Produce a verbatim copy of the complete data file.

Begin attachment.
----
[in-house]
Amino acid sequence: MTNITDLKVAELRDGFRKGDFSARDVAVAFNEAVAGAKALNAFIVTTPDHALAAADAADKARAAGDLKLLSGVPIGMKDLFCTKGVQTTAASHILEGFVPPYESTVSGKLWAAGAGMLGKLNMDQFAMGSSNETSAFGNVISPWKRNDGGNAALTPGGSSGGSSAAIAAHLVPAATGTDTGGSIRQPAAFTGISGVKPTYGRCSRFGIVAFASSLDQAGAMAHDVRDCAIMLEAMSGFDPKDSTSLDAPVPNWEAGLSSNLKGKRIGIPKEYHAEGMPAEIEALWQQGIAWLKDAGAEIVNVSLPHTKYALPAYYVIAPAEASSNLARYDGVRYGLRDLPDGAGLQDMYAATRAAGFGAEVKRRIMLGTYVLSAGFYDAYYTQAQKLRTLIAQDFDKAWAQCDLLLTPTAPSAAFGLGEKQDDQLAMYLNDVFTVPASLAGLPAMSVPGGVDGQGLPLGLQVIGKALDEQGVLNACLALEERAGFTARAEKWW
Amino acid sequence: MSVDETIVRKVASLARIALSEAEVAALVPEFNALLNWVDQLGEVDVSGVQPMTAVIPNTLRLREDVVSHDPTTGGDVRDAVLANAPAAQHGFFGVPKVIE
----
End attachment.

[in-house]
Amino acid sequence: MTNITDLKVAELRDGFRKGDFSARDVAVAFNEAVAGAKALNAFIVTTPDHALAAADAADKARAAGDLKLLSGVPIGMKDLFCTKGVQTTAASHILEGFVPPYESTVSGKLWAAGAGMLGKLNMDQFAMGSSNETSAFGNVISPWKRNDGGNAALTPGGSSGGSSAAIAAHLVPAATGTDTGGSIRQPAAFTGISGVKPTYGRCSRFGIVAFASSLDQAGAMAHDVRDCAIMLEAMSGFDPKDSTSLDAPVPNWEAGLSSNLKGKRIGIPKEYHAEGMPAEIEALWQQGIAWLKDAGAEIVNVSLPHTKYALPAYYVIAPAEASSNLARYDGVRYGLRDLPDGAGLQDMYAATRAAGFGAEVKRRIMLGTYVLSAGFYDAYYTQAQKLRTLIAQDFDKAWAQCDLLLTPTAPSAAFGLGEKQDDQLAMYLNDVFTVPASLAGLPAMSVPGGVDGQGLPLGLQVIGKALDEQGVLNACLALEERAGFTARAEKWW
Amino acid sequence: MSVDETIVRKVASLARIALSEAEVAALVPEFNALLNWVDQLGEVDVSGVQPMTAVIPNTLRLREDVVSHDPTTGGDVRDAVLANAPAAQHGFFGVPKVIE